Becca DeShetler is a second year who is still exploring all that college has to offer. Originally from Los Altos, California, Becca works on the ghU Commitee for GlobeMed and is also a guide for Outdoor Adventures. She hopes to find her own way to continue her family’s three-generation legacy of social work. If Becca had a one-way time travel ticket, she would bring the most powerful people she could to 2100 and show them the effect of unsustainable environmental choices on our world.
I want to admit that I have been the owner of some really—let’s just say it—dumb opinions. I’ve been positive that as a high school student journalist I had the right to grading data about my teachers. I’ve been absolutely sure that the flaws in my school’s sex ed curriculum were a result of administrative failure. I’ve known for sure that anyone voting yes on Proposition 8 back in 2008 was immoral.
I’m now confident that none of those questions had answers that were nearly so black and white.
But my values have not changed. I still think that those in power must be transparent, sex education is a requirement, and marriage is the civil right of all consenting adults.
Because I have had so many difficult conversations about these subjects, I have finally realized that all those topics lay in a gray area. If my newspaper got that data, we would have burned lines of communication with the administration and angered teachers. The administrators who offered an online class that didn’t met state standards likely didn’t have money to fix it, or never saw the content in the first place. Many people come from cultural backgrounds that narrowly define marriage, and while I may deeply disagree, I likely would have the same opinion if I grew up in a Mormon family like my best friend did.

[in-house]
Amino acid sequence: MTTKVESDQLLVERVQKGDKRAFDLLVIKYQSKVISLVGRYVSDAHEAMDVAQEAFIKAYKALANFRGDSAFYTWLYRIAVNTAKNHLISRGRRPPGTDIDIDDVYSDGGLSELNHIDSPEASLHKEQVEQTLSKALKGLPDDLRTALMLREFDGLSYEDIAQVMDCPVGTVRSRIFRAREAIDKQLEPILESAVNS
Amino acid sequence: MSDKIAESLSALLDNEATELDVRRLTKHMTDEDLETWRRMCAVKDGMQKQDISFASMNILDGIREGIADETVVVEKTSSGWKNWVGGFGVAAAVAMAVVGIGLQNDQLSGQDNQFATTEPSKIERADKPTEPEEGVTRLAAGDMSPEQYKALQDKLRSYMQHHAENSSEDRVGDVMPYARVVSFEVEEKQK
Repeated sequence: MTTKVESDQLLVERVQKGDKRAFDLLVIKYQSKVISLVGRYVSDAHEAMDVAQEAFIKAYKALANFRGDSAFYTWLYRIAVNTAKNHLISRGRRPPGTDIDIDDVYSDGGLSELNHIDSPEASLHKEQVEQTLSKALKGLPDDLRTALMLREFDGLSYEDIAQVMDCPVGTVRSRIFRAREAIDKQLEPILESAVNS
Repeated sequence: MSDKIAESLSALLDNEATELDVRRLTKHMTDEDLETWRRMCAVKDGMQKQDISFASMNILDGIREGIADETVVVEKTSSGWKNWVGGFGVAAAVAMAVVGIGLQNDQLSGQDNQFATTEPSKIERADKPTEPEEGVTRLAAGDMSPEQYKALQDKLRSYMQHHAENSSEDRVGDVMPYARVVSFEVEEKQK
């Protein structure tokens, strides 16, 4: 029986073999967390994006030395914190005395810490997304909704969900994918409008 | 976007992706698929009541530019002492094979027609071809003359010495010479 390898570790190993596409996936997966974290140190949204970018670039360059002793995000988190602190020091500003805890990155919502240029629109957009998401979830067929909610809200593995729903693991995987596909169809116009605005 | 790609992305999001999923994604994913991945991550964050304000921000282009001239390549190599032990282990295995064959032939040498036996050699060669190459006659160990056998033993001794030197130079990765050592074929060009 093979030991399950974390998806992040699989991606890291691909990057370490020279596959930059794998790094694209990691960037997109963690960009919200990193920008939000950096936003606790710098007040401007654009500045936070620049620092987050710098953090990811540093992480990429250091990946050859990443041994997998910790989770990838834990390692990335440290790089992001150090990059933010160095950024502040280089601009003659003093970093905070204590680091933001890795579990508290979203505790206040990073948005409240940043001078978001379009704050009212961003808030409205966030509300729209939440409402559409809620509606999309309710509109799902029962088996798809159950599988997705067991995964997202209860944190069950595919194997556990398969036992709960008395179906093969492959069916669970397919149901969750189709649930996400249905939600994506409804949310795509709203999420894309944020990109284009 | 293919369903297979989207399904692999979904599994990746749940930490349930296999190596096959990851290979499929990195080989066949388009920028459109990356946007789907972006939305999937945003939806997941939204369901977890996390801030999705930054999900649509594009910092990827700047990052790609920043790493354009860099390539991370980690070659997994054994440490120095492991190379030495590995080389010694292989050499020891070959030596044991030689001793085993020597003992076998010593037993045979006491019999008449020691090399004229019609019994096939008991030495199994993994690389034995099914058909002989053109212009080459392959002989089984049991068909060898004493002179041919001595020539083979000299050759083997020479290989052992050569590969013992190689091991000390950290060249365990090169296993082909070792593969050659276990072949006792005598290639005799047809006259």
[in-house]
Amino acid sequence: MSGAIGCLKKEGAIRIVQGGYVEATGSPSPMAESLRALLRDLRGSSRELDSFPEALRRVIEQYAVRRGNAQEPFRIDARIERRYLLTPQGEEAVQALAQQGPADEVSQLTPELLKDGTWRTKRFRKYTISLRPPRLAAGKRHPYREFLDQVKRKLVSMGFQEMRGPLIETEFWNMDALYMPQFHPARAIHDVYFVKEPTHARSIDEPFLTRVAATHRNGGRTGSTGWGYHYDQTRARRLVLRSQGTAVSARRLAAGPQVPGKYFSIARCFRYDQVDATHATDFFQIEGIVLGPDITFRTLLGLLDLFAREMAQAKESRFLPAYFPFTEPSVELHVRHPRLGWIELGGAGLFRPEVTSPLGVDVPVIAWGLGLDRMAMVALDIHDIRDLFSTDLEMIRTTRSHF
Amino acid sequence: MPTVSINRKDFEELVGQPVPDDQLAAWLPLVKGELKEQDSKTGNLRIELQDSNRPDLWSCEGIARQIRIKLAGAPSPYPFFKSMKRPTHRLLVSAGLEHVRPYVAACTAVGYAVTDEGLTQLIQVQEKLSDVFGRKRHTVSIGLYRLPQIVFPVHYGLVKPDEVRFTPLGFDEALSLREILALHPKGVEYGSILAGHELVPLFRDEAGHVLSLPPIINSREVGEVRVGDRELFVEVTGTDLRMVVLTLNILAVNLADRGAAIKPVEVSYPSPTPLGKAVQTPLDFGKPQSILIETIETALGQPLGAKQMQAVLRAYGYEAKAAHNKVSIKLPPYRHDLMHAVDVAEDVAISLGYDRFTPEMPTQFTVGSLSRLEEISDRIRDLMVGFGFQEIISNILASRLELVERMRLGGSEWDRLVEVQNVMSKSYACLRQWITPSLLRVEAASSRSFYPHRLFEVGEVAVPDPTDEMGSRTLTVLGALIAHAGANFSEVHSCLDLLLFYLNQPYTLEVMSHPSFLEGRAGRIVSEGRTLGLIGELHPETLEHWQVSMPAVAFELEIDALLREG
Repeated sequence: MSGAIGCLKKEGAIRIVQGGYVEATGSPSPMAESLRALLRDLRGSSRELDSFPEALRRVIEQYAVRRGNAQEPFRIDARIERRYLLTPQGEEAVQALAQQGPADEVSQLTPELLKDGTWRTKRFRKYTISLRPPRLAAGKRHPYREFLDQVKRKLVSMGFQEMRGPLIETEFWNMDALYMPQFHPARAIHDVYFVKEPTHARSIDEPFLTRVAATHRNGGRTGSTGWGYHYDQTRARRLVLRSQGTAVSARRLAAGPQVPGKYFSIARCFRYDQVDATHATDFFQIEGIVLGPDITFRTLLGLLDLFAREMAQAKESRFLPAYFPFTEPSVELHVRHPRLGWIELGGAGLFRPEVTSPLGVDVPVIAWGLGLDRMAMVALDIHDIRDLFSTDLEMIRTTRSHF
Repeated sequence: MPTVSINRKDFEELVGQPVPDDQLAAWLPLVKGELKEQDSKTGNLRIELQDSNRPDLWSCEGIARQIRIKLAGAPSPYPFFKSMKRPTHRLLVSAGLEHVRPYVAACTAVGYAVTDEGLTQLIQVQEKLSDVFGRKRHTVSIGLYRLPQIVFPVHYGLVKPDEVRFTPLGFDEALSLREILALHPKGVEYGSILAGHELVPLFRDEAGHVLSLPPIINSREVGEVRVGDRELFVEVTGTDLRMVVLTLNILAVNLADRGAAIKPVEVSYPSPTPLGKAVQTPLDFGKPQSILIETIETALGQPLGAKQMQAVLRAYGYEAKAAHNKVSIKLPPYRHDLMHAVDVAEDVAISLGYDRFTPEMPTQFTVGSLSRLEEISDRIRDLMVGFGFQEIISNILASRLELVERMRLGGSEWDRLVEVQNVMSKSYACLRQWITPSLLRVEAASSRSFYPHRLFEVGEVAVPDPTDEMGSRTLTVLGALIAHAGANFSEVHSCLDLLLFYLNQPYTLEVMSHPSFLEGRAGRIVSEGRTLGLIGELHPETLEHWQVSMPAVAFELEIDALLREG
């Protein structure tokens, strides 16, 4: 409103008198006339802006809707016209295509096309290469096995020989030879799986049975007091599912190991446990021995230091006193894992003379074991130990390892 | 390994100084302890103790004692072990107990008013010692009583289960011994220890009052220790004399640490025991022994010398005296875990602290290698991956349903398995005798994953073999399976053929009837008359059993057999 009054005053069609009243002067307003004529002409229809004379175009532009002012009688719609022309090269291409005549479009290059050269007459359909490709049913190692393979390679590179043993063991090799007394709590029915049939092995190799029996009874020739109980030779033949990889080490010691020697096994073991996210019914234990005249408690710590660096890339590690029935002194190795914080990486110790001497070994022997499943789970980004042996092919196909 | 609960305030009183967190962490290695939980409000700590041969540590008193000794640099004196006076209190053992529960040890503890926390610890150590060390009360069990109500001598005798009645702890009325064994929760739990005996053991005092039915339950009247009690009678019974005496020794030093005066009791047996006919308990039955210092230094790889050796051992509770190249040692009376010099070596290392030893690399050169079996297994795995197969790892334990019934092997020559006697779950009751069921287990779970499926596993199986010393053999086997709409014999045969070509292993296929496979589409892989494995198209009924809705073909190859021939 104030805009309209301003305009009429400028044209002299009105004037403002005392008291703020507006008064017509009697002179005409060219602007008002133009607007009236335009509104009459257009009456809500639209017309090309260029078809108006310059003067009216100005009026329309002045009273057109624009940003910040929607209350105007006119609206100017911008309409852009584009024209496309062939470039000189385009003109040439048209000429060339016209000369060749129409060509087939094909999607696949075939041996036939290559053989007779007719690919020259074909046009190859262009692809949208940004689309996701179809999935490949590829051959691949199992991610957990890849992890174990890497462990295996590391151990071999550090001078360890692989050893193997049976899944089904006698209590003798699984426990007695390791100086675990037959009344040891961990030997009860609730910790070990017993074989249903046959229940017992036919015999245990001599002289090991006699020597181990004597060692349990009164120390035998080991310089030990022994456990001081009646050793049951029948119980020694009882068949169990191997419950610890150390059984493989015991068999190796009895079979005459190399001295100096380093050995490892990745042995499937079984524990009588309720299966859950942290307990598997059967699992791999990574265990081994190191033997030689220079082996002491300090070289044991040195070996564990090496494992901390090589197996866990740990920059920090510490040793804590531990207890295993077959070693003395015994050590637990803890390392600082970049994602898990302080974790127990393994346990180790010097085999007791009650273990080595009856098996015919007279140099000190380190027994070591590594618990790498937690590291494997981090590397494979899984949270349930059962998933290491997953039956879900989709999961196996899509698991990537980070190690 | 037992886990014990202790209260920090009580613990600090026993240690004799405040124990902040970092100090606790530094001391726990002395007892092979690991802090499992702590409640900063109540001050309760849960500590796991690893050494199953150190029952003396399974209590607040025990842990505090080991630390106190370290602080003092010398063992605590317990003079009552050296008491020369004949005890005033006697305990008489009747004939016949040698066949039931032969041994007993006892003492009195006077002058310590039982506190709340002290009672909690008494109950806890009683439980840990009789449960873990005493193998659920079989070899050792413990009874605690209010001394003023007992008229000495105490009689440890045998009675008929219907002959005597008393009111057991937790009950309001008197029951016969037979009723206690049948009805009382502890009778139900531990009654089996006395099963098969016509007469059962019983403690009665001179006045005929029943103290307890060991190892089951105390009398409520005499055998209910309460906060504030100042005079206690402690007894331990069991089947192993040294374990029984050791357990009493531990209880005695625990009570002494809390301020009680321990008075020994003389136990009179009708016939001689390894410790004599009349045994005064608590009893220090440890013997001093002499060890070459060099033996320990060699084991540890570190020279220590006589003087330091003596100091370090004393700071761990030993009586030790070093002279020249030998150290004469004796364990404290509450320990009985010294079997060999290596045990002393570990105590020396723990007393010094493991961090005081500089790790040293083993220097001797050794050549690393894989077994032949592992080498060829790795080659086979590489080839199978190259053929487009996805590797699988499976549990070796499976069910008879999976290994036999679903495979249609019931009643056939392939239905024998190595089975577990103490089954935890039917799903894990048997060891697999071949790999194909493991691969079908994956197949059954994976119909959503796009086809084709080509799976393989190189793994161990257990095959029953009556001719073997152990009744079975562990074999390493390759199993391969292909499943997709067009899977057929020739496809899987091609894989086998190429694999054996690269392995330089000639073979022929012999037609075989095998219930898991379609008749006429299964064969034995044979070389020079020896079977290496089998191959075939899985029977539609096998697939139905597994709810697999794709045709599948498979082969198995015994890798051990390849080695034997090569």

Nearly everything that people debate is debated because there is no right answer, only answers that are a bit more correct depending on one’s values, background and priorities. We just tend not to listen to the background stuff.
When I moved from the kids’ section of our library to the young adult section, I remember singling out books like Geography Club; Parrotfish, and Go Ask Anna, about all the invisible ideas usually reserved for real adults. I found nothing more interesting than the things that no one liked to talk about.
I have fleetingly found places where talking about things that don’t have an answer is acceptable and welcomed: around campfires with close friends, or sitting in the dark after a movie night, and in too-short conversations with family. But the lights are always turned on, and I return to what we call real life actively craving more.
But now, on Thursday nights I make the walk to Bunche knowing that there is a classroom where people want to hear uncomfortable questions. It is a space where we can agree, disagree, or be confused. I have been lucky enough to be allowed to learn by voicing my opinions, and truly value the open dialogue that GlobeMed creates. The solutions to the problems that we all want to solve will require it.